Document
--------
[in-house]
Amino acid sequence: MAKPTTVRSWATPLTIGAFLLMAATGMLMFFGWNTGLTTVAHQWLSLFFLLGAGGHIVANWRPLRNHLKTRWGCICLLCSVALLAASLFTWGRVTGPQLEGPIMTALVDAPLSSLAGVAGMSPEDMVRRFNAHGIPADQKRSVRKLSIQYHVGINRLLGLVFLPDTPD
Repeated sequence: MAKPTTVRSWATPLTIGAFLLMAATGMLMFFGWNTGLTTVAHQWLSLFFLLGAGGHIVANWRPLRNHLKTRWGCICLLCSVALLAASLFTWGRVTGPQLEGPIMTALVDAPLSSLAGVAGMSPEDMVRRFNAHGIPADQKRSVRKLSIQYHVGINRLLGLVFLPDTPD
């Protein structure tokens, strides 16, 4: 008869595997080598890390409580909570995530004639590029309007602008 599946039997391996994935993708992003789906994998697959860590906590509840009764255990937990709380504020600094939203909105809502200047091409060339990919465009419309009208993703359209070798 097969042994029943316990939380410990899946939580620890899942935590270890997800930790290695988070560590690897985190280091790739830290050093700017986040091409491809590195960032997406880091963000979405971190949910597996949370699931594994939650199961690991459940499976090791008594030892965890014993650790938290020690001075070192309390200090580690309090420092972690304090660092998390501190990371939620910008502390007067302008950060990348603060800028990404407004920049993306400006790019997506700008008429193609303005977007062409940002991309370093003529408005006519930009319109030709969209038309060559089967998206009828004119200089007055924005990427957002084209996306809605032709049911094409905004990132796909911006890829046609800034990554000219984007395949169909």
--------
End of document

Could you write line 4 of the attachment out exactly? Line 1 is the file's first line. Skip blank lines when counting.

């Protein structure tokens, strides 16, 4: 008869595997080598890390409580909570995530004639590029309007602008 599946039997391996994935993708992003789906994998697959860590906590509840009764255990937990709380504020600094939203909105809502200047091409060339990919465009419309009208993703359209070798 097969042994029943316990939380410990899946939580620890899942935590270890997800930790290695988070560590690897985190280091790739830290050093700017986040091409491809590195960032997406880091963000979405971190949910597996949370699931594994939650199961690991459940499976090791008594030892965890014993650790938290020690001075070192309390200090580690309090420092972690304090660092998390501190990371939620910008502390007067302008950060990348603060800028990404407004920049993306400006790019997506700008008429193609303005977007062409940002991309370093003529408005006519930009319109030709969209038309060559089967998206009828004119200089007055924005990427957002084209996306809605032709049911094409905004990132796909911006890829046609800034990554000219984007395949169909």